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Political Stance Does Not Overturn People’s Real-Life Perceptions on COVID-19, Study Finds


A study found evidence to suggest that political opinion does not significantly shape people’s perceptions of the COVID-19 pandemic from a local standpoint.

A recent study found that people’s perceptions on the severity of the pandemic were connected to actual county-case rates, even though liberals and Democrats tended to perceive the pandemic as more severe than conservatives and Republicans.

The study was published in the Journal of Health Politics, Policy and Law.

This political contrast was also observed among CNN viewers, who perceived the pandemic as more severe than Fox News viewers. However, despite political belief, very limited evidence suggests an association between perceptions of the pandemic from a local perspective and political outcomes.

“While there is definitely politics going on in terms of the way people perceive the COVID-19 pandemic, it's not drowning out what’s happening in real life,” Jake Haselswerdt, an associate professor of political science at the Truman School of Government and Public Affairs at the University of Missouri-Columbia, said in a statement. “The real public health trends are still getting through to people.”

The primary data for this study came from the 2020 Cooperative Election Study (CES), a nationally representative sample of 50 000 American adults, in which the researchers sourced 1000 respondents.

First, the researchers compared CES data and county-level COVID-19 rates. The researchers examined predictors of people’s perceptions on the severity of the pandemic during the fall of 2020. The researchers also examined whether the respondents were aware of localized messages concerning the burden of disease. Characteristics such as the respondent’s partisanship and media consumption were recorded.

Second, the researchers examined whether these perceptions were associated with public opinion and behavior that would affect political outcomes, such as pandemic policies, voter turnout in the 2020 election, voting for former President Donald Trump, voting for House of Representative candidates, and approval of national and state elected officials.

As a result, the researchers found that respondents who described themselves as liberals or Democrats had a 20% chance of perceiving the pandemic as “below average” in severity, while those who identified as conservative, or Republican, had a 46% chance of viewing the pandemic as “below average” in severity.

Women also gave higher severity estimates than men, which the researchers believe may be due to unequal economic impact. Additionally, older respondents were more likely to underestimate the severity of COVID-19, which the researchers found alarming, seeing that this age demographic is considered a high-risk population for worse outcomes from SARS-CoV-2 infection.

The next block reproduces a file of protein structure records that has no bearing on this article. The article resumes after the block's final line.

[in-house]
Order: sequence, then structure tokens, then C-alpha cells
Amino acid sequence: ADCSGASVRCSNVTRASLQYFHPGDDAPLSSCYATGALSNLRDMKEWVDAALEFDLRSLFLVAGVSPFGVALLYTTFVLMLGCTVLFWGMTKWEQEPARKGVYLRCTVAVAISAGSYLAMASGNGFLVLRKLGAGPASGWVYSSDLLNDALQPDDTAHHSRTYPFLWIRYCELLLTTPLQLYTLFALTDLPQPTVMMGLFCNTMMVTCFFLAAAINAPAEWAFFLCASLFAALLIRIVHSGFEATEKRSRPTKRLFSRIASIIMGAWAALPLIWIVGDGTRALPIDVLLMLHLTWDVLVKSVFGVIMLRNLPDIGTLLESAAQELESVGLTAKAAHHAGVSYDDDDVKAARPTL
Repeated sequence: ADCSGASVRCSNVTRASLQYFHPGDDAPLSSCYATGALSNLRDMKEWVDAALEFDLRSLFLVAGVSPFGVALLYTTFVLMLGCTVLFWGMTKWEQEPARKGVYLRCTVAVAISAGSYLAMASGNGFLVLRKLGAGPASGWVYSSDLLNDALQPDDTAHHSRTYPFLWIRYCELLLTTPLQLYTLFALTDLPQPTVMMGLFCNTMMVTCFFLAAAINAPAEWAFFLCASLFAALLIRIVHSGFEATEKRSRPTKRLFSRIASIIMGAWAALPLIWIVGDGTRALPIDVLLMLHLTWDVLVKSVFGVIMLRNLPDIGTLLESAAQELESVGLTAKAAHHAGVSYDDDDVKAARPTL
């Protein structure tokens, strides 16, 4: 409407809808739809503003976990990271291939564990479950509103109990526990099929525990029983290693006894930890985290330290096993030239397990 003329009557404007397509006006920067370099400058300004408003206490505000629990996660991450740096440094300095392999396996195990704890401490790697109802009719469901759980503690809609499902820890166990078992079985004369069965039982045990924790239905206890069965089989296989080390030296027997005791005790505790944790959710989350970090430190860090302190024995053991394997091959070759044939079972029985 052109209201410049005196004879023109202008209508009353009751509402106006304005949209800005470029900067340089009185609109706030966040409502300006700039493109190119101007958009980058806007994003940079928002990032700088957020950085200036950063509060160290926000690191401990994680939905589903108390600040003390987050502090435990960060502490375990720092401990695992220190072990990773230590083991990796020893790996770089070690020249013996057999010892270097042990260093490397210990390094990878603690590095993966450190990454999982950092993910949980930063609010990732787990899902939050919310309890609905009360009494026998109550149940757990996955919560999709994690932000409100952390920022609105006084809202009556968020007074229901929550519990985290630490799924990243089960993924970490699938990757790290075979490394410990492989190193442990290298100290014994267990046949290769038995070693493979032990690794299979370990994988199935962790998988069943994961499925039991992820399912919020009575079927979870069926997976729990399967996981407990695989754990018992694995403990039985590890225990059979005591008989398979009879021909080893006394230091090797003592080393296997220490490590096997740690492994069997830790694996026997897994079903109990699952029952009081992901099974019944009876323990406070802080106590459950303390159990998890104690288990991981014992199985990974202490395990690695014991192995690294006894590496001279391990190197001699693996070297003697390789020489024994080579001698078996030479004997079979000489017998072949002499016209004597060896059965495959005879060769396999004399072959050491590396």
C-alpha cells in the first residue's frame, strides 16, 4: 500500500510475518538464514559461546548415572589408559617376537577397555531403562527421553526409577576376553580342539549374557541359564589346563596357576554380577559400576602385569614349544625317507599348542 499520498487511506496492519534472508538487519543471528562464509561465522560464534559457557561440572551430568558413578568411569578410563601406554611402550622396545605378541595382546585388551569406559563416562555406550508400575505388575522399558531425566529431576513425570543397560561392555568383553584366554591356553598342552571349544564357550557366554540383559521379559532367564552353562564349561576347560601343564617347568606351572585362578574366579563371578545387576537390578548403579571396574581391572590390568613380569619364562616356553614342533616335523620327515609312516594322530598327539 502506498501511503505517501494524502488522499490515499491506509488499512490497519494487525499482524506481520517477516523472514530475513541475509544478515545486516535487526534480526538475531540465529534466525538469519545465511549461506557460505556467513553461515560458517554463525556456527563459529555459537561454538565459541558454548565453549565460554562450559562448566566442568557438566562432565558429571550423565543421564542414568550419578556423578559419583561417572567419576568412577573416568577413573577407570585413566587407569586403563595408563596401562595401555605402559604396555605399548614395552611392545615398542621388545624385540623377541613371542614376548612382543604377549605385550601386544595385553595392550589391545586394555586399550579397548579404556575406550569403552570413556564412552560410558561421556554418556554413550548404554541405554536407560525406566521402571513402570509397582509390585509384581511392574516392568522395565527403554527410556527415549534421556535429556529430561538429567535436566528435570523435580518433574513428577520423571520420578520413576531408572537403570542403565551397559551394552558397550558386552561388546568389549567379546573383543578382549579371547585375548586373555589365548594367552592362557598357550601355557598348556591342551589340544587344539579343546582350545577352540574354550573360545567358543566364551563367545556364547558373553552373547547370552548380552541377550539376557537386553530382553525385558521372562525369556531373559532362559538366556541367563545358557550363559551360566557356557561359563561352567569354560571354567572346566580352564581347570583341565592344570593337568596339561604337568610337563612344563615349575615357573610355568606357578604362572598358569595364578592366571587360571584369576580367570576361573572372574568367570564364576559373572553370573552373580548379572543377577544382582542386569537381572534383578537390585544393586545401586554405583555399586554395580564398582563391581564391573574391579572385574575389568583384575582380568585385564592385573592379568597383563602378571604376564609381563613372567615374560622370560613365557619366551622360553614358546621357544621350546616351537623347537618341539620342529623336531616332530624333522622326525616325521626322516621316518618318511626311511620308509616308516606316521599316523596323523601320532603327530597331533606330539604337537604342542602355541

When evaluating 24-hour coverage of news media outlets, the likelihood of answering “above average” severity decreased by 6% in respondents who watched Fox News, while respondents who watched CNN had an increased likelihood of 15% in answering “above average.”

Furthermore, those who watched CNN, and especially those who listened to radio broadcasts, were more educated, and had higher political knowledge were the most attuned to the real case rates in their local communities.

The results from this study were similar to that of a previous study by the same authors on the opioid epidemic and political voting behavior. And similar to that study, this study found no significant correlation between public perceptions and political outcomes.

Although this study provides evidence suggesting political consequences from the pandemic, researchers acknowledge that this study was subjective in measure, in which only estimates could be examined. The researchers called for further research into the relationships between public opinion and political outcome that may be causal in nature, rather than objective.

“Not surprisingly, we found people who believe the situation was more severe in their counties were more supportive of restrictions, like mask mandates and closing K-12 schools and businesses,” Haselswerdt said in the statement. “On the other hand, we found no relationship between county-level perceptions of the pandemic and the way respondents say they voted in the 2020 election.”


Haselswerdt J, Gollust S. Awareness of COVID-19 at the local level: perceptions and political consequences. J Health Polit Policy Law. Published online November 23, 2022. doi:10.1215/03616878-10351896

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